From Jim Gilliam's blog archives
The Inauguration

January 20, 2005 8:44 AM

I'm watching the inauguration on TV right now. Most of the people I work with are either in DC, on their way to Sundance, or getting ready for the 6pm festivities at the federal building in Westwood. So I'm here holding down the fort.

Rehnquist is waddling to the stage right now. What's wrong with his voice? Is it just the microphone? There's a weird hiss whenever he's talking (CBS coverage).

What's next for the Dems? I think Mitch Frank nails it:

What should the Democrats be doing now? Proposing ambitious alternatives to the President's agenda, plans that demonstrate the party's principles and vision for the country. Bush has spent weeks sowing the seeds for his Social Security reform plan by telling Americans that the popular entitlement program is on the brink of insolvency and that private investment accounts are the only solution. Democrats have responded by accusing the President of distorting the facts. They may have a point -- economists disagree on whether or not the system is in any real danger. But most voters like Social Security and at the same time feel insecure about its future. The Dems can't just reject Bush's agenda葉hey need to present their own proposal for guaranteeing its long-term survival. If they don't, Bush will frame the debate for the next year.

More from the archive in Bush, Politics.

The Inauguration (01.20.2005)

Next Entry: The Liberal Agenda -- contest (01.20.2005)
Previous Entry: "Iraq is just one campaign." (01.18.2005)

Read the 13 comments.


The Dems can't just reject Bush's agenda葉hey need to present their own proposal for guaranteeing its long-term survival.

I really hope the Democrats present a VIABLE alternative to the Bush plan, but simply stating "There is no crisis" isn't going to cut it. As I see it there is one of two ways to go, the private accounts or simply do away with the "Trust Fund" facade and treat SS like any other program, and make it need based.

Thu Jan 20 2005 9:57 AM


This is where my brain just hurts. Why don't they just do their own studies, bring their own reports, and put some damn truth and options on the table? Why is the game so diluted? Why is everyone sleeping with everyone else? Boxer yesterday should have been given an award for her voice on Rice; man that was hot.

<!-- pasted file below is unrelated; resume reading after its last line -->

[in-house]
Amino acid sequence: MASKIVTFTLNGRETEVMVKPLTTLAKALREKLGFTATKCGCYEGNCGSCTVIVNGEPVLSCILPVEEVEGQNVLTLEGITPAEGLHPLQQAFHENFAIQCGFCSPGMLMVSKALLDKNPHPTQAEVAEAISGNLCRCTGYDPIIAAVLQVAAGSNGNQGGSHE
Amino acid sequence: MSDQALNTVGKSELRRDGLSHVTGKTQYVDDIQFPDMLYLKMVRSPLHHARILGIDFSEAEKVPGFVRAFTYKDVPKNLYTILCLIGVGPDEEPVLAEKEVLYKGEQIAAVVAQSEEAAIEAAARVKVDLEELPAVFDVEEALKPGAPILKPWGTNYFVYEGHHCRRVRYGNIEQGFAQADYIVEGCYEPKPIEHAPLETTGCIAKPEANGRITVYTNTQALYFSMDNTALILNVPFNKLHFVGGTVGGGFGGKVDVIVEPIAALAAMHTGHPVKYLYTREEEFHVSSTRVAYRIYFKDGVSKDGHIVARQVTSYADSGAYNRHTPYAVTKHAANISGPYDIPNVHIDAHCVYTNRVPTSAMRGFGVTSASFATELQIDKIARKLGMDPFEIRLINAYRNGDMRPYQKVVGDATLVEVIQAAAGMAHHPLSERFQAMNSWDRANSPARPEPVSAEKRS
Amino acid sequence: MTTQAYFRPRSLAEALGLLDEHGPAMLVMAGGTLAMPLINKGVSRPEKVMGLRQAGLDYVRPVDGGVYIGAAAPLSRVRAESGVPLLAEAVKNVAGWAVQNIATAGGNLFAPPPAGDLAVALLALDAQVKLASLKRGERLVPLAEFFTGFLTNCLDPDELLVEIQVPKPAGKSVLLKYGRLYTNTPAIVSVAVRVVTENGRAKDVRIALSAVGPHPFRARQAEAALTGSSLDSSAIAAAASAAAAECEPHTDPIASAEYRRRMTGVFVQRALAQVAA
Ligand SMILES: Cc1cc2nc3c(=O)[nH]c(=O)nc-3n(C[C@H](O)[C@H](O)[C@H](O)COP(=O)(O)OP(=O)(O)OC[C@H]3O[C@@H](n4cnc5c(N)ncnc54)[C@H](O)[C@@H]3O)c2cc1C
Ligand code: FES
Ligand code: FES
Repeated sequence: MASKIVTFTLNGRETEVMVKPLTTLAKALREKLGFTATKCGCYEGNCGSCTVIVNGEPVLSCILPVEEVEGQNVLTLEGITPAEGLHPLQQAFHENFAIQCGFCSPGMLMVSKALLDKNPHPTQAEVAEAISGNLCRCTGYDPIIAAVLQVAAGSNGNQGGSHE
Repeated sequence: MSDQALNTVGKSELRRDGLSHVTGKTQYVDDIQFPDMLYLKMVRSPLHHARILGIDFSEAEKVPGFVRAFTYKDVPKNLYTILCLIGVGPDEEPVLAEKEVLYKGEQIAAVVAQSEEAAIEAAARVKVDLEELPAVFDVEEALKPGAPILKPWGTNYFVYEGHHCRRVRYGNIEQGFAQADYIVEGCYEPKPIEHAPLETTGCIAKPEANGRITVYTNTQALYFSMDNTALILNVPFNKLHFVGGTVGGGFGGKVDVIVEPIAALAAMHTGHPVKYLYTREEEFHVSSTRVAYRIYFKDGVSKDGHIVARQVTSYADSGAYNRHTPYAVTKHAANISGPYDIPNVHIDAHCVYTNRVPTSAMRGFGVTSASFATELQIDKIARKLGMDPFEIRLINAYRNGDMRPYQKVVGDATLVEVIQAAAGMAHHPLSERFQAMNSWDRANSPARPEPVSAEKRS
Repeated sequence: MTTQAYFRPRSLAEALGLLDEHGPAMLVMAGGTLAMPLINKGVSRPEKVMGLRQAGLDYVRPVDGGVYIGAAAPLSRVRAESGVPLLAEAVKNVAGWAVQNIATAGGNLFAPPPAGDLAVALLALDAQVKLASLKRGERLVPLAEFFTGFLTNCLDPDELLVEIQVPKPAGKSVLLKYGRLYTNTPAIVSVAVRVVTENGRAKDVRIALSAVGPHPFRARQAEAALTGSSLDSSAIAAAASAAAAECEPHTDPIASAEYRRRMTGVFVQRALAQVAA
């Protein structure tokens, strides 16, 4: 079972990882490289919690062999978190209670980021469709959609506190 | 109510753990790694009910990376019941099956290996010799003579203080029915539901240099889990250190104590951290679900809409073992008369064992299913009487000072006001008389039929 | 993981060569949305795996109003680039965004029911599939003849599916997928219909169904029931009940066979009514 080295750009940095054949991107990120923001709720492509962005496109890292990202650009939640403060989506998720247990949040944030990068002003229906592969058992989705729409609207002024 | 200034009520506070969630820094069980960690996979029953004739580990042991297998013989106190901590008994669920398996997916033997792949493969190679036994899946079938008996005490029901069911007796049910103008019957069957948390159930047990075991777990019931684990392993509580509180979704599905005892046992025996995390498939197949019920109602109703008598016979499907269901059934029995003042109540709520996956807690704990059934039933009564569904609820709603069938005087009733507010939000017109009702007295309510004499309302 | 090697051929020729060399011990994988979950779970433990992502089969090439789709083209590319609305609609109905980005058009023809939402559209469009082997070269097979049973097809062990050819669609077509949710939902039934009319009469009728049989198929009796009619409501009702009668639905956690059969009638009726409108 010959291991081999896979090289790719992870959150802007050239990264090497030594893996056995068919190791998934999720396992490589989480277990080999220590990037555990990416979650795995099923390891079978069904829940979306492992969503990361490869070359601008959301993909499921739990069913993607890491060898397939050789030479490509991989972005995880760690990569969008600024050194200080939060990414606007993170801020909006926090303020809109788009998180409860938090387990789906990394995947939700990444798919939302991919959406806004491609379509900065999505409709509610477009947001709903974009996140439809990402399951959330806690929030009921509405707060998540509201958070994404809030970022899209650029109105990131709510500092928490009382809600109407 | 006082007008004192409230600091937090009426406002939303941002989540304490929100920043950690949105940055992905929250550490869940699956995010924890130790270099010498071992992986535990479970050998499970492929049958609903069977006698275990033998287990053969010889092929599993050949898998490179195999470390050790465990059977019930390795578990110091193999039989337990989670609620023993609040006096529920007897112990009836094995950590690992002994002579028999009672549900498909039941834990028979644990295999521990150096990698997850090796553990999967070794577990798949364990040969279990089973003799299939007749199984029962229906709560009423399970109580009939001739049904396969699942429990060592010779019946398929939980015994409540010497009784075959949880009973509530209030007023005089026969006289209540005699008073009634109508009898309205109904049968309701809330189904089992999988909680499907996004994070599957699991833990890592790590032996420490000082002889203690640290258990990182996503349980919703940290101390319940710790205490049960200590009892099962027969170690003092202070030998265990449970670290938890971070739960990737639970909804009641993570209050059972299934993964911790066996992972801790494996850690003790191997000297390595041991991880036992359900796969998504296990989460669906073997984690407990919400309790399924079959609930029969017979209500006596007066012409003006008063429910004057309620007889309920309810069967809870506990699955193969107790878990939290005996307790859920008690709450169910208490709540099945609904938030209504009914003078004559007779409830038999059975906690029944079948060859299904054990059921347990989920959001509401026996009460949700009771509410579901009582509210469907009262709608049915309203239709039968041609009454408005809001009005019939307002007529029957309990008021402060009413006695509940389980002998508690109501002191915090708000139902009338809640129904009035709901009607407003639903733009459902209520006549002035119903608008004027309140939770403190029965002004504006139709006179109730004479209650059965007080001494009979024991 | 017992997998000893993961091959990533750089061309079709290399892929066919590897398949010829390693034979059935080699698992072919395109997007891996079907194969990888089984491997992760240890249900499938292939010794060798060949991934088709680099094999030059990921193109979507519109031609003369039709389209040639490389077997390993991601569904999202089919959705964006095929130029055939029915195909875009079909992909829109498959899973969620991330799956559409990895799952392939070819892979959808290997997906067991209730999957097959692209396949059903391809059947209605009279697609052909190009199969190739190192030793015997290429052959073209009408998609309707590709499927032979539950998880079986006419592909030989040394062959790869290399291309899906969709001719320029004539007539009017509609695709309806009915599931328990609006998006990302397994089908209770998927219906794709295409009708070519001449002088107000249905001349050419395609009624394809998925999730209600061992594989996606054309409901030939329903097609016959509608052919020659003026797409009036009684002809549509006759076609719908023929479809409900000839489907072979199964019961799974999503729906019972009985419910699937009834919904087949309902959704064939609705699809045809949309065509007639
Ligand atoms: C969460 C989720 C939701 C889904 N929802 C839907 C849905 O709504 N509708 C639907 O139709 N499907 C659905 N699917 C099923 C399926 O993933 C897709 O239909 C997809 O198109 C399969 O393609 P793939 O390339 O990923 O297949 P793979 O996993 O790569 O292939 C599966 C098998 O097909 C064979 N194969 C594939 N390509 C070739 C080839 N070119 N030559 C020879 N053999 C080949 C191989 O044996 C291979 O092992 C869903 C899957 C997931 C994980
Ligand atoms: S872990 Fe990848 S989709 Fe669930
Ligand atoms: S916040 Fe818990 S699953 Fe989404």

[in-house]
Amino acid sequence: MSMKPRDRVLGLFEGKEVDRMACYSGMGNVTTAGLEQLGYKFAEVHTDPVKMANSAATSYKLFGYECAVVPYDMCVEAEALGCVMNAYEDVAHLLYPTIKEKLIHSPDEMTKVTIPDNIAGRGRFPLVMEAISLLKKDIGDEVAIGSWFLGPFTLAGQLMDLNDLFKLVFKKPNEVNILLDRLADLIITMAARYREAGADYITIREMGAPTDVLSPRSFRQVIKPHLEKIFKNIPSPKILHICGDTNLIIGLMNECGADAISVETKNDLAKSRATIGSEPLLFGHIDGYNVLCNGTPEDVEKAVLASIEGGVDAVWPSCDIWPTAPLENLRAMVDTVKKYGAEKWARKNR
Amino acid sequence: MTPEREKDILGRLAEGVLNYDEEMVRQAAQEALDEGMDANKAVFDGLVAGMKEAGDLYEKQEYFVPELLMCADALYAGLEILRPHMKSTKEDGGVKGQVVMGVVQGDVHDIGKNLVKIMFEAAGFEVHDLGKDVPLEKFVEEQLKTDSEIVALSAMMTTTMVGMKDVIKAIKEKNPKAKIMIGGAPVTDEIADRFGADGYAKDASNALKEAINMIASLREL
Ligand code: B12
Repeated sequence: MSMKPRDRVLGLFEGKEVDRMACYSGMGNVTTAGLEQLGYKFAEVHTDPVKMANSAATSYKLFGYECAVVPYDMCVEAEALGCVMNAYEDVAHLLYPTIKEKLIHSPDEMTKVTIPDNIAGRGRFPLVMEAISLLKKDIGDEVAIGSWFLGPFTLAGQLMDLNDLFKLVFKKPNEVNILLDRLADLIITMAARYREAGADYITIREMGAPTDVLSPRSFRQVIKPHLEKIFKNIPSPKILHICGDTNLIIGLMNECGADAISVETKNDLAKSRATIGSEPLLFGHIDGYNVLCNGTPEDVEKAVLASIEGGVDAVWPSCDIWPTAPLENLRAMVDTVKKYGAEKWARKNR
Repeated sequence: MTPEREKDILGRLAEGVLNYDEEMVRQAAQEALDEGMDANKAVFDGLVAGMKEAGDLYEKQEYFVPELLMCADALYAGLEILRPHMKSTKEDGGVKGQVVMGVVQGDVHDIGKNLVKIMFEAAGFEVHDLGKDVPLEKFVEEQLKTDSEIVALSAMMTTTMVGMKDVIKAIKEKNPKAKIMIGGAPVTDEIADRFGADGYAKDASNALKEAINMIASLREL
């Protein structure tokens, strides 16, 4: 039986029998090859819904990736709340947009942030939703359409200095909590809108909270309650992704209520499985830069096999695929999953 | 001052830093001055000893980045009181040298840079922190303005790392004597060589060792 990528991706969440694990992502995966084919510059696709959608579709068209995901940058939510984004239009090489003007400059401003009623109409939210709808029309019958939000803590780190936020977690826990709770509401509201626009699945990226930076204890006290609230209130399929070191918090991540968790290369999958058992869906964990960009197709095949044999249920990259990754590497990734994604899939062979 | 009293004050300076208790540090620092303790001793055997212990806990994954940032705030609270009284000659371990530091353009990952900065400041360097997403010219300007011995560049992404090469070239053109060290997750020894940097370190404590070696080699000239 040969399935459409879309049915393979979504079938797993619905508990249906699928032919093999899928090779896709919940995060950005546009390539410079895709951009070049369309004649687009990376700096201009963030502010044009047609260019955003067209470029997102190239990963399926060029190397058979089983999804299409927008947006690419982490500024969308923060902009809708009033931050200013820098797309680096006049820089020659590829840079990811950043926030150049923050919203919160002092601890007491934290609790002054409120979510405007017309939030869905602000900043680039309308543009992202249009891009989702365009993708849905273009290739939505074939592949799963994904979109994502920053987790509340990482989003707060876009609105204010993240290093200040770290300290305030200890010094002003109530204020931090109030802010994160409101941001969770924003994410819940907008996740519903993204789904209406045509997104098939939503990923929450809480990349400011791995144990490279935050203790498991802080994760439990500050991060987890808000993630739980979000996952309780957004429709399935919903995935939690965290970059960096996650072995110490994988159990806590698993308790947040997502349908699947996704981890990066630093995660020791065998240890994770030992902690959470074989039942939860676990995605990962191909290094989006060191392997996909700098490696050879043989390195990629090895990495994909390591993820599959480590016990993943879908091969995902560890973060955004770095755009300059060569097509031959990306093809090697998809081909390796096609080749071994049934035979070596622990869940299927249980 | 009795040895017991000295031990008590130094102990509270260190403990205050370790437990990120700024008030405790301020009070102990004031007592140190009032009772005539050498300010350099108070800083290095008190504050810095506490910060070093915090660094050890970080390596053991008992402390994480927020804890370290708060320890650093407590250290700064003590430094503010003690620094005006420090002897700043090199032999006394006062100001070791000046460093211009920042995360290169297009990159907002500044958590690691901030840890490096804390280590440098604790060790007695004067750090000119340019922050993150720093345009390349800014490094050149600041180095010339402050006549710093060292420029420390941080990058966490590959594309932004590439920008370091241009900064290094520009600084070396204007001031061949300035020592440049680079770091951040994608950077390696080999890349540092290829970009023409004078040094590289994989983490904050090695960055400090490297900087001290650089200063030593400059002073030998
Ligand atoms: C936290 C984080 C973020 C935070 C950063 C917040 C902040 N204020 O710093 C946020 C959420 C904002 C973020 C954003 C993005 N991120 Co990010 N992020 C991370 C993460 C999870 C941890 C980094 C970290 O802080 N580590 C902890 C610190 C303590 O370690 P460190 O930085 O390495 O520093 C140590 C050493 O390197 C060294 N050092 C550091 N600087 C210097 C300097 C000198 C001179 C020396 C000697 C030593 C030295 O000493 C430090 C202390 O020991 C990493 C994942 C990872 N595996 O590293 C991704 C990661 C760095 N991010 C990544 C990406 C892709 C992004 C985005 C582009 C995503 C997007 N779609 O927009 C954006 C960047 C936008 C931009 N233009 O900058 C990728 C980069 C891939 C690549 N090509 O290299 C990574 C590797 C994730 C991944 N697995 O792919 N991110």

I'm so tired of this two sided inadequate old mans club. Cut the crap, everything has an expense, everything has a bottom line. If any of these fools were to give a presentation in our company we'd look at them like fools. Bring the diligence people!


Thu Jan 20 2005 11:22 AM


Your president scares the s*it out of me. I read in my local paper (Australia) that he plans to "spread liberty and freedom to the darkest corners of the world".

What is his agenda? Has "god" told him to do this? What is it about your country that makes your decision makers think they are the World Police?

Unfortunately we have a Prime Minister who still lives in the 1950's so thinks we have to ask "how high?" when the US says "Jump!".

Mr Bush needs to clean up his own backyard before he starts wandering down the street jumping other people's fences.

Thu Jan 20 2005 2:39 PM


As to the comments on Rehnquist's voice, the man had thyroid surgery recently. Remember? My voice was like that for a couple of weeks after my thyroid surgery. covers the Social Security issue. A good Democratic position to take would be that those in the upper income levels should pay the same percentage of their income as those in the lower levels pay. That would bring it back to our side of the table.

Thu Jan 20 2005 3:40 PM

Jim Gilliam:

wasn't the surgery in october? or did he have another one?

Thu Jan 20 2005 3:58 PM


A good Democratic position to take would be that those in the upper income levels should pay the same percentage of their income as those in the lower levels pay. That would bring it back to our side of the table.

You're kidding, right? I mean, the democrats are a position of weakness with such relative small representation and you want them to go right back to the old playbook? "Tax the rich, give to the poor!" That line has been tried before and it's not going to be a winning one. The President's proposals, while they are complicated, are VERY appealing to a large number of young voters... I don't see how "Tax the rich" is going to get the democrats anywhere... I think they've already made a mistake by coming out against this so hard.